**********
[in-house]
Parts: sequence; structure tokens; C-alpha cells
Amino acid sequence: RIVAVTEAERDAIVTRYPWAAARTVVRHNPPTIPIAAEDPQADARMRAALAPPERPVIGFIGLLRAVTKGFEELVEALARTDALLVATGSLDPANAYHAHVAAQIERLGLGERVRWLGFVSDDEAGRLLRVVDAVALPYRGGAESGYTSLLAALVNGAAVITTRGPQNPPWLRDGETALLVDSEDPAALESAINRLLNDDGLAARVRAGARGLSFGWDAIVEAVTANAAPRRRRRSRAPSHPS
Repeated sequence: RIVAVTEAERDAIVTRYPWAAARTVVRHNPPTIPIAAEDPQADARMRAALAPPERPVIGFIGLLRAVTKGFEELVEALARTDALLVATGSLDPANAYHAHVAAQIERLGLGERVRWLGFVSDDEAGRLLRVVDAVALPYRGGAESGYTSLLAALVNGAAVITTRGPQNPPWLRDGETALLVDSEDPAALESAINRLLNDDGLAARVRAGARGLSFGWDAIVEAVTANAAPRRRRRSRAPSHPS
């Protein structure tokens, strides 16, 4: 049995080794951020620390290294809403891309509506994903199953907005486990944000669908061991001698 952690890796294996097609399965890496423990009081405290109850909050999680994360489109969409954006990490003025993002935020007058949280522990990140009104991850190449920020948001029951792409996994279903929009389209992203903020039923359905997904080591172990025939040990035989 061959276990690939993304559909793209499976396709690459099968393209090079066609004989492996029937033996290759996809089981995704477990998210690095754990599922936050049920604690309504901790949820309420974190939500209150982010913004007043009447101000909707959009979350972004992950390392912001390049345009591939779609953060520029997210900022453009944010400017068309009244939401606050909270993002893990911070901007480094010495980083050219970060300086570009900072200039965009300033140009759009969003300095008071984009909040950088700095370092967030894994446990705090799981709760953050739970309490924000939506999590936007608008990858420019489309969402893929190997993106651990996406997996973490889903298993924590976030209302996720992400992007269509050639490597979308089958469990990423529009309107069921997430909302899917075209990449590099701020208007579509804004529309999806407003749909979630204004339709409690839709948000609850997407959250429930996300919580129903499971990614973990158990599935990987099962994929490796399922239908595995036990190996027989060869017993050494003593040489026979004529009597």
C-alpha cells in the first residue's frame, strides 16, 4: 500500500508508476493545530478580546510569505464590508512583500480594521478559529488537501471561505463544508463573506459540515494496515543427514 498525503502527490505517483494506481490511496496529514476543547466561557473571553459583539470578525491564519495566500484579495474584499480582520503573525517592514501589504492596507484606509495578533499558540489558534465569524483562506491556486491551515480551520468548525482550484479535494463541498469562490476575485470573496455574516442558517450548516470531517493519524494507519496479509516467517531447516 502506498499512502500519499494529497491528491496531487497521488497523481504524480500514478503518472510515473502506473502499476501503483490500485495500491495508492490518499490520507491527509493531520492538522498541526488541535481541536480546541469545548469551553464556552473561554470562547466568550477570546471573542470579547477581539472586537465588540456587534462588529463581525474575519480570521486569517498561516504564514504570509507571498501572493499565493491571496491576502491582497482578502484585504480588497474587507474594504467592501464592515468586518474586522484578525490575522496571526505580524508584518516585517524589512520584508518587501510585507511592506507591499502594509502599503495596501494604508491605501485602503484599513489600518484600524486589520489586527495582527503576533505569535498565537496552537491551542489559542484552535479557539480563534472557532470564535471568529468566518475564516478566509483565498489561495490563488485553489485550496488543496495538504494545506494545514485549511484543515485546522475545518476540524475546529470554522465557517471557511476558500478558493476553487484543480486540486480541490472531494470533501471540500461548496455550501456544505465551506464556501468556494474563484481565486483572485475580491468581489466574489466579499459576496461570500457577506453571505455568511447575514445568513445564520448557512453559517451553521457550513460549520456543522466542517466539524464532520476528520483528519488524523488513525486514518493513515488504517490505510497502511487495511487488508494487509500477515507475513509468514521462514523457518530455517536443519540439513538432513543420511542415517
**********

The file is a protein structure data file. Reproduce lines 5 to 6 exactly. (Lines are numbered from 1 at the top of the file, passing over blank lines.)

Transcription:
């Protein structure tokens, strides 16, 4: 049995080794951020620390290294809403891309509506994903199953907005486990944000669908061991001698 952690890796294996097609399965890496423990009081405290109850909050999680994360489109969409954006990490003025993002935020007058949280522990990140009104991850190449920020948001029951792409996994279903929009389209992203903020039923359905997904080591172990025939040990035989 061959276990690939993304559909793209499976396709690459099968393209090079066609004989492996029937033996290759996809089981995704477990998210690095754990599922936050049920604690309504901790949820309420974190939500209150982010913004007043009447101000909707959009979350972004992950390392912001390049345009591939779609953060520029997210900022453009944010400017068309009244939401606050909270993002893990911070901007480094010495980083050219970060300086570009900072200039965009300033140009759009969003300095008071984009909040950088700095370092967030894994446990705090799981709760953050739970309490924000939506999590936007608008990858420019489309969402893929190997993106651990996406997996973490889903298993924590976030209302996720992400992007269509050639490597979308089958469990990423529009309107069921997430909302899917075209990449590099701020208007579509804004529309999806407003749909979630204004339709409690839709948000609850997407959250429930996300919580129903499971990614973990158990599935990987099962994929490796399922239908595995036990190996027989060869017993050494003593040489026979004529009597």
C-alpha cells in the first residue's frame, strides 16, 4: 500500500508508476493545530478580546510569505464590508512583500480594521478559529488537501471561505463544508463573506459540515494496515543427514 498525503502527490505517483494506481490511496496529514476543547466561557473571553459583539470578525491564519495566500484579495474584499480582520503573525517592514501589504492596507484606509495578533499558540489558534465569524483562506491556486491551515480551520468548525482550484479535494463541498469562490476575485470573496455574516442558517450548516470531517493519524494507519496479509516467517531447516 502506498499512502500519499494529497491528491496531487497521488497523481504524480500514478503518472510515473502506473502499476501503483490500485495500491495508492490518499490520507491527509493531520492538522498541526488541535481541536480546541469545548469551553464556552473561554470562547466568550477570546471573542470579547477581539472586537465588540456587534462588529463581525474575519480570521486569517498561516504564514504570509507571498501572493499565493491571496491576502491582497482578502484585504480588497474587507474594504467592501464592515468586518474586522484578525490575522496571526505580524508584518516585517524589512520584508518587501510585507511592506507591499502594509502599503495596501494604508491605501485602503484599513489600518484600524486589520489586527495582527503576533505569535498565537496552537491551542489559542484552535479557539480563534472557532470564535471568529468566518475564516478566509483565498489561495490563488485553489485550496488543496495538504494545506494545514485549511484543515485546522475545518476540524475546529470554522465557517471557511476558500478558493476553487484543480486540486480541490472531494470533501471540500461548496455550501456544505465551506464556501468556494474563484481565486483572485475580491468581489466574489466579499459576496461570500457577506453571505455568511447575514445568513445564520448557512453559517451553521457550513460549520456543522466542517466539524464532520476528520483528519488524523488513525486514518493513515488504517490505510497502511487495511487488508494487509500477515507475513509468514521462514523457518530455517536443519540439513538432513543420511542415517